With so much uncertainty and chaos in the world, it makes perfect sense to experience anxiety. That doesn't mean, however, that we're all powerless to regain personal control. You can use the following strategies to help your anxiety during this time of upheaval.
Near where I live, there are a couple of little boxes where people can leave books they wish to donate, as well as take any books they may find interesting. Over the past few weeks, I’ve given away quite a number of books to these boxes, and in the process, I’ve felt a great sense of relief and catharsis.
Nighttime anxiety can make it hard to fall asleep and stay asleep. Somehow, anxiety can seem even louder during the night than it does during the day; perhaps because the world is quiet and you are trying to get some much-needed sleep. Nighttime worry is exhausting and can make you feel tired but wired the next day. It's natural to toss and turn, tangling with anxious thoughts and feelings, but doing so simply fuels them and makes them even more intrusive and obnoxious. Read on for a tip on how to handle nighttime anxiety and worrying at night.
This post is mainly geared not to others with anxiety, but to any allies who may be reading to better understand how to help someone with an anxiety disorder.
It's the ultimate conundrum. Mindfulness meditation can reduce the effects of anxiety on your life and wellbeing, but practicing mindfulness meditation when you're anxious can seem impossible. After all, anxiety involves negative, racing thoughts--worries, what-ifs, and worst-case scenarios--that keep you trapped in your mind. How are you supposed to quiet your mind with mindfulness meditation when anxiety is relentlessly loud? If anxiety is preventing you from using this tool to reduce it, take heart: the practice is a skill that becomes stronger the more you use it. Here are three tips to make mindfulness meditation work for you when you're anxious.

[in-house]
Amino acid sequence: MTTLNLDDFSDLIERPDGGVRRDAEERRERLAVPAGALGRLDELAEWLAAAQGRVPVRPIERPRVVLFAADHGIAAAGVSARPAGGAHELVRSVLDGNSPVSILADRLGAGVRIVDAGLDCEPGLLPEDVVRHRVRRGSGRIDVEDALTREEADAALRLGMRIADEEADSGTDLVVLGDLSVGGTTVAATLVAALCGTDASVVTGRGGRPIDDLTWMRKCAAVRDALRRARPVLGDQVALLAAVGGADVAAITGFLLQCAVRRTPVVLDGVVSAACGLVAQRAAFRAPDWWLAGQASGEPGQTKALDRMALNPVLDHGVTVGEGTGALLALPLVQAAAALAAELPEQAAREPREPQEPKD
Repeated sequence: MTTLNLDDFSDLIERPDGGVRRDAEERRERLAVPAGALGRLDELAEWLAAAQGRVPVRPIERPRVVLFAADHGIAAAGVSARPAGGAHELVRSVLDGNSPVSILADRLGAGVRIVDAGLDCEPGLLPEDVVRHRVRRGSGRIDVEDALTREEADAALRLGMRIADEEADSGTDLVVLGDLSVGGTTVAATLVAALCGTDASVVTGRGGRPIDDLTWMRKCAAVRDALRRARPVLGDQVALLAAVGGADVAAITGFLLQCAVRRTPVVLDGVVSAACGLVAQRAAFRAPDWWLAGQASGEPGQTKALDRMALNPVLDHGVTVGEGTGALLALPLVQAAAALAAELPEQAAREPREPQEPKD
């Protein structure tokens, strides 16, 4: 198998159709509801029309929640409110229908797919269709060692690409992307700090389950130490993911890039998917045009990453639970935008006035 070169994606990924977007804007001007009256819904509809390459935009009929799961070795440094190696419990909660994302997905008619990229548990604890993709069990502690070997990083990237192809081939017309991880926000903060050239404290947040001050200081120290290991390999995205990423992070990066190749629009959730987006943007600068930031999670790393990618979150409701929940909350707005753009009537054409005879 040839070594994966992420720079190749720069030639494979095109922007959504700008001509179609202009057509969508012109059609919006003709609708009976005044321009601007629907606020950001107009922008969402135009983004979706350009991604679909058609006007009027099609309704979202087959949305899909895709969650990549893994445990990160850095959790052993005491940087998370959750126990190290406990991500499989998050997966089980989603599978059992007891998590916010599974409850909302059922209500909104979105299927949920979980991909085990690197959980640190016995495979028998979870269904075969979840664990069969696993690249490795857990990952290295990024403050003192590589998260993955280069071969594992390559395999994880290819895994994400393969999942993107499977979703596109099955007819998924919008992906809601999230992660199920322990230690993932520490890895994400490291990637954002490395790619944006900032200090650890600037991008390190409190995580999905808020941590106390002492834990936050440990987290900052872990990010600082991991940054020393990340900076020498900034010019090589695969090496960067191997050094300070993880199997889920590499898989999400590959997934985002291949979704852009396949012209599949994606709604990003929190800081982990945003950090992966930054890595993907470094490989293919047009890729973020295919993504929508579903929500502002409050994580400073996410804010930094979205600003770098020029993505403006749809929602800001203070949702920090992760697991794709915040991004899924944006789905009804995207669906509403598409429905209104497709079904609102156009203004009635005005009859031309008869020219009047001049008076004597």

Anxiety hangs out in the body as much as it does in the mind. Many of the symptoms of anxiety are physical because we are one whole, united system: brain, body, and mind. Because of this, our entire being--thoughts, emotions, and body--is impacted by stress and anxiety. As annoying and life-disruptive as this is, it means that we have multiple ways to find it and heal it. You can reduce your symptoms by working with your body. Here are some ways you can ease the anxiety in your body both immediately and long-term.
Why is it important to avoid digital self-harm on the Internet? Is it possible to avoid it when the modern Internet is itself complicit in facilitating self-harm?
What do you think about accepting anxiety, that thing we hate? Acceptance is a powerful concept that can help us reduce anxiety. It isn't a modern trend, this latest craze in our attempt to manage stress, anxiety, depression, and everything else that challenges our mental health and wellbeing. It's actually an age-old practice with roots in Buddhism and other ancient traditions. It's a component of mindfulness, another concept with ancient heritage. In our modern era, acceptance is well-researched and part of legitimate therapeutic approaches like acceptance and commitment therapy. Yet, accepting anxiety is one of the most difficult concepts not just to understand but to put into practice.
Near the end of my last post, I briefly suggested the structure of the modern Internet itself contributes to digital self-harm, and that based on that structure, there can be no separation between the mere act of being online and digital self-harm.